campaigner, candidate, nominee (noun)
a politician who is running for public office
A person who has served in a military campaign
A military veteran
A person who campaigns for a person running for political office
Someone with experience in a certain field.
A civil society campaign is one that is intended to mobilize public support and use democratic tools such as lobbying in order to instigate social change. Civil society campaigns can seek local, national or international objectives. They can be run by dedicated single-issue groups such as Baby Milk Action, or by professional non-governmental organisations (NGOs), such as the World Development Movement, who may have several campaigns running at any one time. Larger coalition campaigns such as 2005's Make Poverty History may involve a combination of NGOs. Effective campaigning can sometimes achieve much more than good works or giving to charity. For example, the Jubilee 2000 debt campaign persuaded G7 governments to cancel $100 billion of debt owned by poor countries, releasing more money for development than 1,000 years of Christian Aid in weeks. In the UK, ASH (Action on Smoking and Health)’s campaign for a ban on smoking in public places in 2006 saved over 2,000 lives and billions of pounds a year. The Empty Homes Agency is working with UK local authorities to bring thousands of properties into use as a result of a successful amendment to the UK Housing Act 2004. Campaigning is increasingly recognised as an important way for NGOs to achieve their objectives. Many charities employ campaigners, produce campaigning materials and train their supporters to campaign. The Charity Commission for England and Wales says that “charities may undertake campaigning and political activity as a positive way of furthering or supporting their purposes.”Some organisations, such as the Centre for Policy Studies, want to keep charities and community groups out of politics. Many NGOs and community groups are wary of campaigning. They worry about being political or offending their funders. The problems voluntary organisations deal with often need political action, as well as good works. Over 200 years ago there were charities for the welfare of slaves, but abolishing the institution of slavery was also necessary. There is still a lot wrong with the world about which to campaign. Not all problems can be solved by campaigning. Sometimes it is better to provide a service, as a private business, a social enterprise or a charity. But many problems are best solved by influencing the policies and actions of an industry, firm, public service or government rather than trying to fix them yourself.Most campaigns are small, such as improving play space in a park, creating access for people with disabilities or changing work practices. Some tackle very big issues, like climate change, world poverty and injustice. Many campaigns do not get anywhere or make very slow progress. Some even undermine their own cause, because they turn people off or make mistakes. Influencing others takes skill and knowledge as well as commitment.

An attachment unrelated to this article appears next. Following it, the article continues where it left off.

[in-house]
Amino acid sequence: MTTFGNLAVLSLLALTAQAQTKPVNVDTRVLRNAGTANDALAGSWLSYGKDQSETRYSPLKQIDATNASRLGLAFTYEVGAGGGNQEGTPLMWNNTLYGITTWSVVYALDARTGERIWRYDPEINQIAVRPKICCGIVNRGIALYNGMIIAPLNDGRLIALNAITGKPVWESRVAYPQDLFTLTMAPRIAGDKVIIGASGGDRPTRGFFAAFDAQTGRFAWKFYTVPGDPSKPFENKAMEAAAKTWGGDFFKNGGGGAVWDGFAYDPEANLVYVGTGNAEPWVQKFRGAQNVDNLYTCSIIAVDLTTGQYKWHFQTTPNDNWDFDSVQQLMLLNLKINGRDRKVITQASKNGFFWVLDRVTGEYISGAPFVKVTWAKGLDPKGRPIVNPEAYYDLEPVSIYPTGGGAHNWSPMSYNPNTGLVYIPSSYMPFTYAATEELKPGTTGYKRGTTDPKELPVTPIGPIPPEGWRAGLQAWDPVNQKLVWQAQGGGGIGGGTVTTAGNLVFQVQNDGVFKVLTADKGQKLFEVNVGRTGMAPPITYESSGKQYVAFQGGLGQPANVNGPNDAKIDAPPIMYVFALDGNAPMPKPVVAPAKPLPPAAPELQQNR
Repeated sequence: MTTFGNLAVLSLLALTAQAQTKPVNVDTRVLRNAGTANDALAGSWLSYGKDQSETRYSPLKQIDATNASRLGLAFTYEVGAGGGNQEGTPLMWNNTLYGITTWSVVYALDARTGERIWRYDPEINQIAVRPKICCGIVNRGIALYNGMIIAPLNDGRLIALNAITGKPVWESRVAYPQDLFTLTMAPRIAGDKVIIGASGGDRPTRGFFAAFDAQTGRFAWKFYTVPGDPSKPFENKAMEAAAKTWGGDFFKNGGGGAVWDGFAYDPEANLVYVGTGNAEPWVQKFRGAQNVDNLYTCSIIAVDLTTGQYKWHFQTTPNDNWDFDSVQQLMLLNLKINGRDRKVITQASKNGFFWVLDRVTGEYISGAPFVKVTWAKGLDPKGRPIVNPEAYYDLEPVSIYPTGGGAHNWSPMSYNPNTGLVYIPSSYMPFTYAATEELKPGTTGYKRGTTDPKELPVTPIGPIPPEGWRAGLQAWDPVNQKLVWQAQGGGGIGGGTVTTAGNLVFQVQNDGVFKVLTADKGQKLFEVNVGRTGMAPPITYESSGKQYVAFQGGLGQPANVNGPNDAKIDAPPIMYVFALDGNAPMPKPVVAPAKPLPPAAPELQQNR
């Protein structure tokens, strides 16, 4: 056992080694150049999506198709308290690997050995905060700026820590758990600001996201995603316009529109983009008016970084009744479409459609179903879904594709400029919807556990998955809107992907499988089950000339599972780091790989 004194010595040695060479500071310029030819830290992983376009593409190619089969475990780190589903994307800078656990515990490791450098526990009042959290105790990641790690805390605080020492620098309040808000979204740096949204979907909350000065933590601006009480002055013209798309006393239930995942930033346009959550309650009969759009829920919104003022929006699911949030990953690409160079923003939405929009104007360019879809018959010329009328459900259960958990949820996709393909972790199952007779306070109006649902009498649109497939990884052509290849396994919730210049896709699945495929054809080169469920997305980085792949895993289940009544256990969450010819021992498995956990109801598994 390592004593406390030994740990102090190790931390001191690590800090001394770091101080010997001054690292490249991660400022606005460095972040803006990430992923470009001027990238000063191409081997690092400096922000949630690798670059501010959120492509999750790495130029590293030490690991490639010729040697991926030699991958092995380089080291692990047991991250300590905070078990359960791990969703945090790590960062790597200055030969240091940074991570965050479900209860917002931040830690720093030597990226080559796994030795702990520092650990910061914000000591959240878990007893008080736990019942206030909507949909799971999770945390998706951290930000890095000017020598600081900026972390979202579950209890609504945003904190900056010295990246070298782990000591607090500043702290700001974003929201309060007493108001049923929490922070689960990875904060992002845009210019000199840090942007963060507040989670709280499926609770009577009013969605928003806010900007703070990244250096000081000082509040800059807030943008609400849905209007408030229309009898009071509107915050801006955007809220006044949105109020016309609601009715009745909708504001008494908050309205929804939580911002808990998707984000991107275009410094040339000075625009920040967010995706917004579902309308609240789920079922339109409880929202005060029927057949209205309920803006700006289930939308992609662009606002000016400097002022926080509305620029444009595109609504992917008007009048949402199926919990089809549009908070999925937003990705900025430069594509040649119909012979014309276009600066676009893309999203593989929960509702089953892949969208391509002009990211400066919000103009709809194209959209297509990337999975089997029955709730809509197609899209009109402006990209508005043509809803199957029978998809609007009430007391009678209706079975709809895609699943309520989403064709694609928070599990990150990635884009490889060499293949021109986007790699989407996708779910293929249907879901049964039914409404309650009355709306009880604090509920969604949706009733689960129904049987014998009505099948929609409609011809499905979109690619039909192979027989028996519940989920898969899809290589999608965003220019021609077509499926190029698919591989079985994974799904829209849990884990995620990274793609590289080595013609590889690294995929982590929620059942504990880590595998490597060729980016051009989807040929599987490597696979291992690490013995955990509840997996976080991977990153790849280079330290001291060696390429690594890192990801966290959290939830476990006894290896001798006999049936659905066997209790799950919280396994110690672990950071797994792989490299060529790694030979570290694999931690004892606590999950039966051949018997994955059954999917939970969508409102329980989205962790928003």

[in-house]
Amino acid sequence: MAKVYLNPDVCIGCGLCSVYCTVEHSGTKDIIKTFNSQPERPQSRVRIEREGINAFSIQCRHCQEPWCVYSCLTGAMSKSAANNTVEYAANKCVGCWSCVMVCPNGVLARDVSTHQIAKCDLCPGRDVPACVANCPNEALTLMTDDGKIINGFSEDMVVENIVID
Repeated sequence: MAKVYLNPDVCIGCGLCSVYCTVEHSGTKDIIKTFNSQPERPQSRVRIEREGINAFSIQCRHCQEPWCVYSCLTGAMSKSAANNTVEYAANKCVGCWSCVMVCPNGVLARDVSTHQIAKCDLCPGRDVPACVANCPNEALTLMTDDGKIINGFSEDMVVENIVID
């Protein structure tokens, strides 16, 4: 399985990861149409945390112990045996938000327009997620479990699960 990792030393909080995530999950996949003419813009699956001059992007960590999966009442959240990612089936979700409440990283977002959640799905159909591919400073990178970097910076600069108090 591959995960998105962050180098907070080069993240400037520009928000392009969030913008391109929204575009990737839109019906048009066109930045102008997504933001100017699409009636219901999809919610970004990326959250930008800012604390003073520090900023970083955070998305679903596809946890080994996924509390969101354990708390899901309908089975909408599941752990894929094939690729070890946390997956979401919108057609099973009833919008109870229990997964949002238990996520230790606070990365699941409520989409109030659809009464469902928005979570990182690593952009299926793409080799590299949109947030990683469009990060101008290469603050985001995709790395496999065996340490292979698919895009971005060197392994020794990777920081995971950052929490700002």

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"campaigner." Kamus.net. STANDS4 LLC, 2024. Web. 26 Feb. 2024. <https://www.kamus.net/english/campaigner>.